Who looks for the 70th guy, especially when most of the top competitors started first?
While France’s Martin Fourcade drew the bulk of the attention during Saturday’s 10-kilometer sprint at Holmenkollen in Oslo, Norway, Arnd Peiffer of Germany snuck up from behind to win his first IBU World Cup since the pursuit in Oslo three years ago.
“It was big surprise; it was a long time since my last trip to the top of the podium,” Peiffer, 27, told the IBU after the race. “On the last loop, everyone was telling me that I could win.”
Peiffer was in it from the start, cleaning prone to tie Norway’s Lars Hegle Birkeland for the fourth-fastest time through that stage. Another Norwegian, Johannes Thingnes Bø, led through the first stage with rapid-fire shooting that put him 4.4 seconds ahead of Switzerland’s Benjamin Weger and Germany’s Erik Lesser, respectively.
Bø’s range speed ended up costing him in the second bout, as he missed one to drop to ninth overall. Weger as the first starter missed two on the second stage and Lesser in bib 24 missed two to fall out of podium contention. Nearly 50 starters later, Peiffer came through the range for the second time, where he cleaned to move into second behind Birkeland, who also shot 10-for-10.
While Birkeland lost time on his last lap with the 24th-ranked course time on that loop, Peiffer skied the third-fastest final lap to give Fourcade — the longtime leader at the finish — a run he wasn’t expecting.
Like all of the eventual top seven, Fourcade cleaned both stages, then took the lead by 9 seconds with 1.5 k to go. He bumped Russia’s Anton Shipulin, who started 11th, out of first at the finish by crossing the line 12.1 seconds faster. The 27th starter, Fourcade remained in the top spot without any foreseeable threats.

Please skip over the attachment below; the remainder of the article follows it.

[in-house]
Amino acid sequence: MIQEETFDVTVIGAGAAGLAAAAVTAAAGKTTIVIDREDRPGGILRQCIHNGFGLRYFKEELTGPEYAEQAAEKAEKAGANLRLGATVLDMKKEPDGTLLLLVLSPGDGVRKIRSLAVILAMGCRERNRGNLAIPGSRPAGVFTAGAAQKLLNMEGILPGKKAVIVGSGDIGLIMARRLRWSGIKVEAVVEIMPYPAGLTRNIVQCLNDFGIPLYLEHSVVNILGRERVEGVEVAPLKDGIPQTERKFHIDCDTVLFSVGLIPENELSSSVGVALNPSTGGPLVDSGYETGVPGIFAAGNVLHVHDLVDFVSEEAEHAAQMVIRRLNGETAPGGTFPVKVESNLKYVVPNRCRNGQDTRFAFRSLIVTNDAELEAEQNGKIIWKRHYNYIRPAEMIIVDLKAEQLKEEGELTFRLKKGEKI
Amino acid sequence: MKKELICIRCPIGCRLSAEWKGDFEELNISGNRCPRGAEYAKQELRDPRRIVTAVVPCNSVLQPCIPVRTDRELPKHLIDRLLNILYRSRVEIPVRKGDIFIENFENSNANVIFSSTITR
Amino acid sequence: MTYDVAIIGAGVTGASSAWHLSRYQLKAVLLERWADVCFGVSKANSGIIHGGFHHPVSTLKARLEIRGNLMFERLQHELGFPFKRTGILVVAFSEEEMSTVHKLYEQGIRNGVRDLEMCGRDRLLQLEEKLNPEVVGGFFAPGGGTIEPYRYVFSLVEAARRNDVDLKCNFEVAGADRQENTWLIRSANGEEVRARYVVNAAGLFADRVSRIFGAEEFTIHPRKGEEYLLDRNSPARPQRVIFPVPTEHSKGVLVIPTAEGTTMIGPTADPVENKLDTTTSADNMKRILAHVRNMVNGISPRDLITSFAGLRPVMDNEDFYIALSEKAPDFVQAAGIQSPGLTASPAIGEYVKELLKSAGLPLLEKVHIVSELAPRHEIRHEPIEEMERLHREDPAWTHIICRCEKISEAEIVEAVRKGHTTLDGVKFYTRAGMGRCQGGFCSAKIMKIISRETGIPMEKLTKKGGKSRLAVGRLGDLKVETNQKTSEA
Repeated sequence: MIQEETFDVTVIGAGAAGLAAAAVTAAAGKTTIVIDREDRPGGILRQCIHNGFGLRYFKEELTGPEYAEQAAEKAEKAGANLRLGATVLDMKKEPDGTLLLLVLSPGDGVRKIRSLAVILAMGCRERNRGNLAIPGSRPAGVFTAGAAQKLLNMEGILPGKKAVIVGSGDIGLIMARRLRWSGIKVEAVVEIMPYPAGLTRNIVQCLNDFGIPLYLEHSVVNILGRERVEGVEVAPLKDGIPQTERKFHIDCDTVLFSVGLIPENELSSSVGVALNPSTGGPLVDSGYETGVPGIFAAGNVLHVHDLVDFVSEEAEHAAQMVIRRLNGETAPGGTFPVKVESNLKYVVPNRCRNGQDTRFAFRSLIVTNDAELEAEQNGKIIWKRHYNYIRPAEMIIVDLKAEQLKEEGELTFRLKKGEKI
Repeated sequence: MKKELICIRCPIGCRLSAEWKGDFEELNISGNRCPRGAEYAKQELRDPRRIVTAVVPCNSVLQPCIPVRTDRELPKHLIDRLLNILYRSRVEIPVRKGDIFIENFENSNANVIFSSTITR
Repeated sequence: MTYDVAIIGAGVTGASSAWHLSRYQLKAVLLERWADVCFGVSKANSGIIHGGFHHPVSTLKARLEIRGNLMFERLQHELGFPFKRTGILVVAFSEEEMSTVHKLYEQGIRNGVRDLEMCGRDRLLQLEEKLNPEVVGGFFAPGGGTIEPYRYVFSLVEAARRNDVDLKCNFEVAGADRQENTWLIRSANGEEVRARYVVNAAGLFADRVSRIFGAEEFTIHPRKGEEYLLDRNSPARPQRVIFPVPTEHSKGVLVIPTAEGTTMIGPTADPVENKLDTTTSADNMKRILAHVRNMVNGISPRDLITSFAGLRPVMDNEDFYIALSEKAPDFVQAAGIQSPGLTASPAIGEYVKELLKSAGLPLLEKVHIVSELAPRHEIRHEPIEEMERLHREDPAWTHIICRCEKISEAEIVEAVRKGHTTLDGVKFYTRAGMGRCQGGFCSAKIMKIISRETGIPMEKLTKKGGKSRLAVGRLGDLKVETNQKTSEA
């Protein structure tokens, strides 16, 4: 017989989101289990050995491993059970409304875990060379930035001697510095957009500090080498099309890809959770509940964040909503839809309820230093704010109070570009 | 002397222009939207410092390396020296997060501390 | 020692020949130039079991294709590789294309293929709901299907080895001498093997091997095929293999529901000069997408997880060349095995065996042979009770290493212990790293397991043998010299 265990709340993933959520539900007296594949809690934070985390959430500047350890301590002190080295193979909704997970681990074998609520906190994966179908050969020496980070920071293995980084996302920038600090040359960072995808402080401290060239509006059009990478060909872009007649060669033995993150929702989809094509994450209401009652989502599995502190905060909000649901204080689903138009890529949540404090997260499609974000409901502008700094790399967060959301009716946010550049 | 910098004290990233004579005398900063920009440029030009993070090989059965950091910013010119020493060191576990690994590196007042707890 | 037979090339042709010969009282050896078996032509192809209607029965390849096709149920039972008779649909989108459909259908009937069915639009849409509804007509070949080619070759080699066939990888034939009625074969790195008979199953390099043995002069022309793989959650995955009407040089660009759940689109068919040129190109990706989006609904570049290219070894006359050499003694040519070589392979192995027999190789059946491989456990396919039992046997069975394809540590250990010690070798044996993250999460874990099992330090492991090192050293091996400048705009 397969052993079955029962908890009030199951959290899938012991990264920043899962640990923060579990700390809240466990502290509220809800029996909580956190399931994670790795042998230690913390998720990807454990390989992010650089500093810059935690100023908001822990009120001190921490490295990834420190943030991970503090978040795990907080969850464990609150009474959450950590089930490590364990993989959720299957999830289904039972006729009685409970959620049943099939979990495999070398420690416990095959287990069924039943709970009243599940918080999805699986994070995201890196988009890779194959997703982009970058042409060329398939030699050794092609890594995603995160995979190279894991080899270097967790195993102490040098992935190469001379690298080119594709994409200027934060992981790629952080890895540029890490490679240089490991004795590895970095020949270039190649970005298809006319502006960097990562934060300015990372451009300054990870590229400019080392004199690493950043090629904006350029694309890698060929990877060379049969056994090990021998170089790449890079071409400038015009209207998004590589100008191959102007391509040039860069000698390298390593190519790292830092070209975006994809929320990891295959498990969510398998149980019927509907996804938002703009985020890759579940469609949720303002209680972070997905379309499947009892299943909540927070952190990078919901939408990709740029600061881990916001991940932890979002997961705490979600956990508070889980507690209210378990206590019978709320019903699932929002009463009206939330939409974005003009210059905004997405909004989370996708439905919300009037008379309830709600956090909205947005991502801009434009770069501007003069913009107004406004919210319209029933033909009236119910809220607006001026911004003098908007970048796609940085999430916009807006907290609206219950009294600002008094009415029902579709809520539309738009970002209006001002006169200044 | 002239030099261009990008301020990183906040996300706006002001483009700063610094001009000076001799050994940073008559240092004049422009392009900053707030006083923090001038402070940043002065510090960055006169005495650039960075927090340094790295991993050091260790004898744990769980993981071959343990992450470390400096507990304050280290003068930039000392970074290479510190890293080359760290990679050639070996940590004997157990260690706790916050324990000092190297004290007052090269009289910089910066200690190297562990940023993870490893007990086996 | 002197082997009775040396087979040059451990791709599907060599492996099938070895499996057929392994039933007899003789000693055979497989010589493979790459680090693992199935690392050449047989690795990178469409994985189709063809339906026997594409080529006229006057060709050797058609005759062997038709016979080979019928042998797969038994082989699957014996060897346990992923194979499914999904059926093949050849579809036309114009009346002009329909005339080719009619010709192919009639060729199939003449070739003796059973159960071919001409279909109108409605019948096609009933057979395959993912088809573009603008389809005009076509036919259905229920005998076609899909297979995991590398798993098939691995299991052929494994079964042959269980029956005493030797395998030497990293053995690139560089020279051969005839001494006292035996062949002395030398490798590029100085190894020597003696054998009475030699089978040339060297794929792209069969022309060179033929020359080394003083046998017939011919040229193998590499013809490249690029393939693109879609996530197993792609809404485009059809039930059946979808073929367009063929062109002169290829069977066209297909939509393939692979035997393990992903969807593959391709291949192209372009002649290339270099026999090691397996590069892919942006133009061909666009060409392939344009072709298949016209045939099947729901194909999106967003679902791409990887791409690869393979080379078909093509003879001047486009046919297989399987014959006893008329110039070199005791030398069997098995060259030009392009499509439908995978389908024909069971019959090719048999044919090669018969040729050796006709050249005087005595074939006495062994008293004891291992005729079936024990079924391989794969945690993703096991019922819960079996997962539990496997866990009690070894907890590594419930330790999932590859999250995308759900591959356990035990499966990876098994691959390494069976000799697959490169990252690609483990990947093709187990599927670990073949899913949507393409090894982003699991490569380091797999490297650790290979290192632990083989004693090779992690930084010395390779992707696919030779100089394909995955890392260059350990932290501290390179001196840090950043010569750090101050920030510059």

Peiffer’s last lap lifted him to the victory as he bested Fourcade by 3.3 seconds with a winning time of 24:57. With the second-fastest course time overall, it was Peiffer’s seventh-career World Cup win.
“Recently I always had one miss and that was the difference,” Peiffer said. “Today, I shot clean and I had good skis.”
Despite pulling the upset, the German said he didn’t feel any pressure leading up to World Championships. “I am not one of the favorites,” he said.
“I was confident until I saw that Arnd cleaned,” Fourcade told the IBU. “He ran the last loop 3 seconds faster than me and that was the difference between the winning and being second.”
The overall World Cup leader, Fourcade added that his main goal for the rest of the season is to finish in the yellow bib.
“I want to shoot slow but secure in the races, even if I lose a few seconds,” he said. “I think that is a good strategy to win it.”
Shipulin placed third, 15.4 seconds back from Peiffer, with clean shooting and the seventh-fastest ski time. Birkeland ended up fifth (+19.1), France’s Quentin Fillon Maillet was sixth (+27.4), the Czech Republic’s Ondrej Moravec placed seventh (+29.4), and Bø was eighth (+29.9). Lesser finished 14th and Weger was 26th.
Smith, Nordgren in Top 30